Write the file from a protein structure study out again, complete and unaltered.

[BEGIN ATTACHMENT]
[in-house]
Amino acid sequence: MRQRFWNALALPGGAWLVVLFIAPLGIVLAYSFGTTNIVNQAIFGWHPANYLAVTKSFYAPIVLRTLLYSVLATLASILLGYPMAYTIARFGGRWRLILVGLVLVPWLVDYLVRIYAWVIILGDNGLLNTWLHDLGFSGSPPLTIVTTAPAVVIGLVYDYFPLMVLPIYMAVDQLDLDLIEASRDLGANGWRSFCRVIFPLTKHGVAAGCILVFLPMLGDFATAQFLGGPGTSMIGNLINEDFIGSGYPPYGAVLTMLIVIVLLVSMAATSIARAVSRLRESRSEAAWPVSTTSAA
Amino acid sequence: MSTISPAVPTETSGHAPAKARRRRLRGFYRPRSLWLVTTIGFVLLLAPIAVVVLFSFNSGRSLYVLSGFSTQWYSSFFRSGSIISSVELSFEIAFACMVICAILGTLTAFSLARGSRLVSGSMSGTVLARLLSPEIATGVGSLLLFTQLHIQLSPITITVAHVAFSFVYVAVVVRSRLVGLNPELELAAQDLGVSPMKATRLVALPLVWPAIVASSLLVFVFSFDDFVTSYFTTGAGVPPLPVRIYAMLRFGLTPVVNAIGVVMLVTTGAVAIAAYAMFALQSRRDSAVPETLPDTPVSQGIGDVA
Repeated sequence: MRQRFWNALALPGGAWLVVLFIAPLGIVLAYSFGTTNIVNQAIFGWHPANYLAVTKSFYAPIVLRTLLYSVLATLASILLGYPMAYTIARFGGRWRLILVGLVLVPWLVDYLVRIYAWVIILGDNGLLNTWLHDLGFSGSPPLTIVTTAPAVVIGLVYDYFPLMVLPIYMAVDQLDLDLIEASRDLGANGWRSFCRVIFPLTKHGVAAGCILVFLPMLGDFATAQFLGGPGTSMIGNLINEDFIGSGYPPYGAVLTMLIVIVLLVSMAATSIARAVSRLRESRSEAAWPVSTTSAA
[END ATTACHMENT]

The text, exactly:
[in-house]
Amino acid sequence: MRQRFWNALALPGGAWLVVLFIAPLGIVLAYSFGTTNIVNQAIFGWHPANYLAVTKSFYAPIVLRTLLYSVLATLASILLGYPMAYTIARFGGRWRLILVGLVLVPWLVDYLVRIYAWVIILGDNGLLNTWLHDLGFSGSPPLTIVTTAPAVVIGLVYDYFPLMVLPIYMAVDQLDLDLIEASRDLGANGWRSFCRVIFPLTKHGVAAGCILVFLPMLGDFATAQFLGGPGTSMIGNLINEDFIGSGYPPYGAVLTMLIVIVLLVSMAATSIARAVSRLRESRSEAAWPVSTTSAA
Amino acid sequence: MSTISPAVPTETSGHAPAKARRRRLRGFYRPRSLWLVTTIGFVLLLAPIAVVVLFSFNSGRSLYVLSGFSTQWYSSFFRSGSIISSVELSFEIAFACMVICAILGTLTAFSLARGSRLVSGSMSGTVLARLLSPEIATGVGSLLLFTQLHIQLSPITITVAHVAFSFVYVAVVVRSRLVGLNPELELAAQDLGVSPMKATRLVALPLVWPAIVASSLLVFVFSFDDFVTSYFTTGAGVPPLPVRIYAMLRFGLTPVVNAIGVVMLVTTGAVAIAAYAMFALQSRRDSAVPETLPDTPVSQGIGDVA
Repeated sequence: MRQRFWNALALPGGAWLVVLFIAPLGIVLAYSFGTTNIVNQAIFGWHPANYLAVTKSFYAPIVLRTLLYSVLATLASILLGYPMAYTIARFGGRWRLILVGLVLVPWLVDYLVRIYAWVIILGDNGLLNTWLHDLGFSGSPPLTIVTTAPAVVIGLVYDYFPLMVLPIYMAVDQLDLDLIEASRDLGANGWRSFCRVIFPLTKHGVAAGCILVFLPMLGDFATAQFLGGPGTSMIGNLINEDFIGSGYPPYGAVLTMLIVIVLLVSMAATSIARAVSRLRESRSEAAWPVSTTSAA